I sat on this post because Lauren LBC/HOTR/mom-to-be went and announced the tiny human growing inside her, and I thought it’d be rude to not give her at least a few days of Big Life News spotlight before coming in with my own. Haha just kidding, I actually just didn’t want to compete for attention. Plus my news is way less exciting. SPOILER : No gestation countdowns here.
(dear parents and in-laws, please return to normal cardiac rhythms. promise you won’t find out about any Baby Limes from the internet…)
Before I explain though, lets back up and start from the sensible place.
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The Cali Backgrounder
We came out to California three years ago because of my job. The small company I worked for was opening a satellite office and needed two reps to lay down the roots. I interviewed in January (winter in Ohio? yes, can I leave RIGHT NOW PLEASE?) and just barely a year into my first post-collegiate job, accepted a promotion and put “move to CA” on my calendar for April 1.
Brian was finishing up graduate school, so the timing was perfect. He didn’t have to leave a job, was able to take his boards in CA, and found a job pretty easily. We didn’t own a home (uhh we were 23/25) and had nothing really tying us down to Ohio. Friends and family, yes, but we knew we wouldn’t have to twist arms too hard to convince someone to come visit if we got too homesick.
Our logic was, simply, “why not?!” We were presented an opportunity to do something we’d always wanted to, essentially risk-free. Plus, HELLO, Southern California. We literally had no excuse to say no.
Anyway, that’s all old news. We’re used to the 7-lane highways, legal U-turns, have learned how to pronounce “pho”, and find ourselves almost-sorta calling SoCal “home” now. With no regrets.
But as our time in California, and life in general progressed, I found myself gradually growing more and more restless. Life in Cali was all (and more) I imagined, yet I found myself feeling very unfulfilled. On paper I had no reason to be unhappy – a supportive and loving husband, strong family, full health, and great friends, all enveloped in palm tree paradise – but I wasn’t as happy as I felt I should be.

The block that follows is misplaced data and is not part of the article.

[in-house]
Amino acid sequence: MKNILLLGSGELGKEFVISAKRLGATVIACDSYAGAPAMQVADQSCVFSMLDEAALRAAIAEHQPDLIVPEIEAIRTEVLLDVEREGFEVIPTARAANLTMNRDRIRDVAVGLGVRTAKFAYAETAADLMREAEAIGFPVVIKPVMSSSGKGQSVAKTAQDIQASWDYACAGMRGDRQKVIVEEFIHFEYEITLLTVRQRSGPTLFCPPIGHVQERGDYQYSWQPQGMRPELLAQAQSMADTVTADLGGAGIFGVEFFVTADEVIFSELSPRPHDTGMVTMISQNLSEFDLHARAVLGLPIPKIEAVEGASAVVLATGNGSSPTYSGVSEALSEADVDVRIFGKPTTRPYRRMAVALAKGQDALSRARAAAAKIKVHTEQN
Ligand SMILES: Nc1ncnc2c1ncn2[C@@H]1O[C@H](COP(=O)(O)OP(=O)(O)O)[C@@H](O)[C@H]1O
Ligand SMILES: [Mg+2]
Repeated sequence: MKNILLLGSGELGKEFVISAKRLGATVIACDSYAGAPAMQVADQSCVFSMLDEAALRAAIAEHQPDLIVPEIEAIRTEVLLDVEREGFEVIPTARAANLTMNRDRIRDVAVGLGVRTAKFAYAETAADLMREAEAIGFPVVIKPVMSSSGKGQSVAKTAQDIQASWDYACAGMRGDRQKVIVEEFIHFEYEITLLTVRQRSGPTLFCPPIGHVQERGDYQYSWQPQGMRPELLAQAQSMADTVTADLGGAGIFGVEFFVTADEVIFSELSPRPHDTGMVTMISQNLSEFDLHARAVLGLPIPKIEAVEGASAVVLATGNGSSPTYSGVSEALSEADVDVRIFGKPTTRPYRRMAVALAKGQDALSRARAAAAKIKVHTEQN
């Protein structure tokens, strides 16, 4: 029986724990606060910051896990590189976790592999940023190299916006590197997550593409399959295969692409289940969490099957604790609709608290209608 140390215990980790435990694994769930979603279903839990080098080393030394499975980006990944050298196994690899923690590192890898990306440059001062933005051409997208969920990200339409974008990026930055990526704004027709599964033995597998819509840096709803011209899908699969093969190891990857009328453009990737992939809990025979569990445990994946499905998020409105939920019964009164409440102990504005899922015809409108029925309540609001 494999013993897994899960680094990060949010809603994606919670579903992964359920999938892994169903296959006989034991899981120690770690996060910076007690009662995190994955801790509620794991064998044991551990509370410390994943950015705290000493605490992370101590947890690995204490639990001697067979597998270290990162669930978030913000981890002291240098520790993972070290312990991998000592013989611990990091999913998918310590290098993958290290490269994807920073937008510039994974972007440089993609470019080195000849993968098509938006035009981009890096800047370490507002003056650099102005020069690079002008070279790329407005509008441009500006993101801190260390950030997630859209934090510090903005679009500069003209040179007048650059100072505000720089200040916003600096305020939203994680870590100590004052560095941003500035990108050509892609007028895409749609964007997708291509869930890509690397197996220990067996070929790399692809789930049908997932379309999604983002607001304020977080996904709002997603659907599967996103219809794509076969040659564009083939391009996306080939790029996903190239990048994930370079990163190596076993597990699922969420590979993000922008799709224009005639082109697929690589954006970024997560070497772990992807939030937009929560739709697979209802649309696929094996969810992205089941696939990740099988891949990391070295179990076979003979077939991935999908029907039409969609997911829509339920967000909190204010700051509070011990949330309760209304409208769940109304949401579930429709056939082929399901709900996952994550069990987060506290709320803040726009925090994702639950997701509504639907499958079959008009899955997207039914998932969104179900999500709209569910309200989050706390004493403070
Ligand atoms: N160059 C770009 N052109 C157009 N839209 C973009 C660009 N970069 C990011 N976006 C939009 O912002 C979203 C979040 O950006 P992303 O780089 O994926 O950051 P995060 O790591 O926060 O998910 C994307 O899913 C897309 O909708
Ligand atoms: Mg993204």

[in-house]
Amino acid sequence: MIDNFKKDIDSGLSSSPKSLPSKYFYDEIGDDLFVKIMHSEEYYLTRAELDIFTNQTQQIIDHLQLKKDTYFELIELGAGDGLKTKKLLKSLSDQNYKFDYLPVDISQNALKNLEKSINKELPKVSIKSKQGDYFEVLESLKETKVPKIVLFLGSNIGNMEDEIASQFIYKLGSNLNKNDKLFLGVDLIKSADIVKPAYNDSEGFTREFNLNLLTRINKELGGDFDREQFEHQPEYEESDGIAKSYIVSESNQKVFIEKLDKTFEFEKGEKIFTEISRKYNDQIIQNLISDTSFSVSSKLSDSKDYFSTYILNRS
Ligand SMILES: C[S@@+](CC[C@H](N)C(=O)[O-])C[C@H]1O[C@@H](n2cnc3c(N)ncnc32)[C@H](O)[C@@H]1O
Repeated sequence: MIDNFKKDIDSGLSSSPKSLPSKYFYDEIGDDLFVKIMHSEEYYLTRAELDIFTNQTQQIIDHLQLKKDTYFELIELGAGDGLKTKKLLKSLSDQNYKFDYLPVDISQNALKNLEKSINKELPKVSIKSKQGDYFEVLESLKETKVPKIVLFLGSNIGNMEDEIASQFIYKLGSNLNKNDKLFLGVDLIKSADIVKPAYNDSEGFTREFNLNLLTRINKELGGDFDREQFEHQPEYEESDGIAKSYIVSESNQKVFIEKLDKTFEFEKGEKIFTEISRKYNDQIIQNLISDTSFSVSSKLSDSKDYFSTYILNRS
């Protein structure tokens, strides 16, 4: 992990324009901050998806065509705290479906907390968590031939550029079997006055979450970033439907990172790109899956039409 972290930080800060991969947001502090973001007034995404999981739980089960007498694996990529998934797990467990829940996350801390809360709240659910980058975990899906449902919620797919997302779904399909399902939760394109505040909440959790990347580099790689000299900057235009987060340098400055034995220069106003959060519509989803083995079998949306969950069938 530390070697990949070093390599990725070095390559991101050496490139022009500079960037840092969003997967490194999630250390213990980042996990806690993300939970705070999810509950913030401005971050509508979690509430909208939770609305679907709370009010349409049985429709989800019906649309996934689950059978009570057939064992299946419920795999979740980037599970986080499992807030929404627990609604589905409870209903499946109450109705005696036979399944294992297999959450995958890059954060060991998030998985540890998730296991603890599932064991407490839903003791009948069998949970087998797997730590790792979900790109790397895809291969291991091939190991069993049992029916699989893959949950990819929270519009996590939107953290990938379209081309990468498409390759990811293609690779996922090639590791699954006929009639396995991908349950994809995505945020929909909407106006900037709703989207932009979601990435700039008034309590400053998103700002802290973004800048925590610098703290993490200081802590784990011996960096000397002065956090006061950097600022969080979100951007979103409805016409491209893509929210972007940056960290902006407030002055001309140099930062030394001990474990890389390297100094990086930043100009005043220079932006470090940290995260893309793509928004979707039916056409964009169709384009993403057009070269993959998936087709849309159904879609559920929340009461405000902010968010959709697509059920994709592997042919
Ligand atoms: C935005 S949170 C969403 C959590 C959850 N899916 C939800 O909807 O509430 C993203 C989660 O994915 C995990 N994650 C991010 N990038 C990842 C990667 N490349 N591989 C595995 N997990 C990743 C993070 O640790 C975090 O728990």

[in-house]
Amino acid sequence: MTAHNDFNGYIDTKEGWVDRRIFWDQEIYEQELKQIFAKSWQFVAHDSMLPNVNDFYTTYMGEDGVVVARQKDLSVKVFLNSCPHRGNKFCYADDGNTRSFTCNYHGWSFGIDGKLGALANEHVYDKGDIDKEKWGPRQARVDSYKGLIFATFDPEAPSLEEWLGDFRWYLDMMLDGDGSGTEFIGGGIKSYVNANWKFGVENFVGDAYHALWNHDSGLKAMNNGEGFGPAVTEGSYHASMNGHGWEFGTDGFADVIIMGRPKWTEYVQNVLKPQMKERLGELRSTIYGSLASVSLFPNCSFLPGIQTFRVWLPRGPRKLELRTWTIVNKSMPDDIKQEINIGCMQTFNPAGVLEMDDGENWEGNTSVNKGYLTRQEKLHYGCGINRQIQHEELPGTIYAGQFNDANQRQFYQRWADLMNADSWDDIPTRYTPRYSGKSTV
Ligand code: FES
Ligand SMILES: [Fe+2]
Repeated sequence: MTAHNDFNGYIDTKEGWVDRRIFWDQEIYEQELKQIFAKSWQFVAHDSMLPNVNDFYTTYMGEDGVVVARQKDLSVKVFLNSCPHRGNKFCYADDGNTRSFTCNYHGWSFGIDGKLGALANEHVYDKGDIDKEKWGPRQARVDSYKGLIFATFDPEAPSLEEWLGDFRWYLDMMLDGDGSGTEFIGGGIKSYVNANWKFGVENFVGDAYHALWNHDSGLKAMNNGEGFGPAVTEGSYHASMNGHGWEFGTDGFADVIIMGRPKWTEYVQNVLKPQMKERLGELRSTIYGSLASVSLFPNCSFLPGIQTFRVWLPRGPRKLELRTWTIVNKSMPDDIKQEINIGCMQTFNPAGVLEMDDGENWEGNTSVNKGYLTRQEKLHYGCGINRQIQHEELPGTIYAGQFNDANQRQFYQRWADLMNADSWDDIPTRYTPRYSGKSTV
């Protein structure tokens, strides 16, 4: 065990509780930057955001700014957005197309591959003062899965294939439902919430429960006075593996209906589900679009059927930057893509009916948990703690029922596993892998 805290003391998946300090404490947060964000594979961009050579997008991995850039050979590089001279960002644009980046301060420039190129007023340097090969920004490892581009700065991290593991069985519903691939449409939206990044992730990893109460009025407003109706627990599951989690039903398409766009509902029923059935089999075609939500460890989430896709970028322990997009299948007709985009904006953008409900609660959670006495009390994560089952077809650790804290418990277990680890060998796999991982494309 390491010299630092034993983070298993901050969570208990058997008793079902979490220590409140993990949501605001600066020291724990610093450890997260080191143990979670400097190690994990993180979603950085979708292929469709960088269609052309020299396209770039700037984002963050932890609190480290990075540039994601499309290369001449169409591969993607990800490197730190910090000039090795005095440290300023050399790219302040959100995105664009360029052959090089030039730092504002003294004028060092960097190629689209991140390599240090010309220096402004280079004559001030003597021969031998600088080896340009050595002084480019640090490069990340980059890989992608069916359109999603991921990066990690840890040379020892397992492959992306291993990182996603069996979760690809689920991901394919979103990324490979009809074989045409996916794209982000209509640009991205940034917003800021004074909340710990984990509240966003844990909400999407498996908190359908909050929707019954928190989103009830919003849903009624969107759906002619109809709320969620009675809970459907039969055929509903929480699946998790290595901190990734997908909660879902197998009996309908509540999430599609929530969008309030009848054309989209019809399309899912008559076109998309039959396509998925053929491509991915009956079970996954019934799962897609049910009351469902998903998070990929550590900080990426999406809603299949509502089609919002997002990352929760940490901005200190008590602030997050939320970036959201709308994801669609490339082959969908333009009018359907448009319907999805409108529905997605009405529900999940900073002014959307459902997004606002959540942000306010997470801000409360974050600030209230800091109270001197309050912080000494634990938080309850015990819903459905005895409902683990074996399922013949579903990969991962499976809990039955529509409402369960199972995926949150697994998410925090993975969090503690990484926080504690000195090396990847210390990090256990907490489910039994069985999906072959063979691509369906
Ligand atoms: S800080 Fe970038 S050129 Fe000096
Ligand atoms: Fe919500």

Does that make sense? Not being unhappy necessarily, but not being happy either?
Finding the Source
Eventually I found the root of my not-unhappy-but-not-happy predicament – it popped up every Monday-Friday from 8-5. I knew what I did wasn’t my “dream job”, but I adored the people I worked with and sought value in the potential of the company and my position within it. The tedium of the daily work was always trumped by the perks, and I told myself I was lucky to have a comfortable and stable career.
But I grew less and less interested in what I was doing, which turned into unproductivity, which eventually (once fully metastasized) turned into an almost remorse towards everything related to the job and company. A really ugly place for everyone involved.
This path, as I’ve now discovered, was sprung into motion and quickly jet-fueled by a few factors :
- I was FUCKING BORED
- I had no passion towards what I was doing
- The strengths that drew me in initially (people, ethics, company vision, etc) began deteriorating, creating a new, unfavorable work environment and a culture I no longer supported
I woke up every morning for MONTHS dreading going into the office. And to top it off, this disdain followed me everywhere – I was “taking my work home with me” and never completely tuned out to this business that was eating me alive.
But it was comfortable! I made good money, with great benefits, and had a mostly flexible schedule. Everything safe and “responsible” told me to gut it out, that maybe things would take a turn. People had it much harder than I did, after all…
“But some people actually LOVE what they do…”
the other shoulder voice said.
I’d already spent so much of my life doing what I felt I SHOULD do, following the rules, staying between the lines. For what? Hum drum lackluster answers when someone asks what you’re up to lately? What you’ve done with your life? What you want to be when you grow up?
For something taking up 1/3rd of my day, five days a week, I had very little to be proud of, and even less to be excited for. How could I look forward at my career’s future when I didn’t even want to look ahead to the next morning? The next task, phone call, email?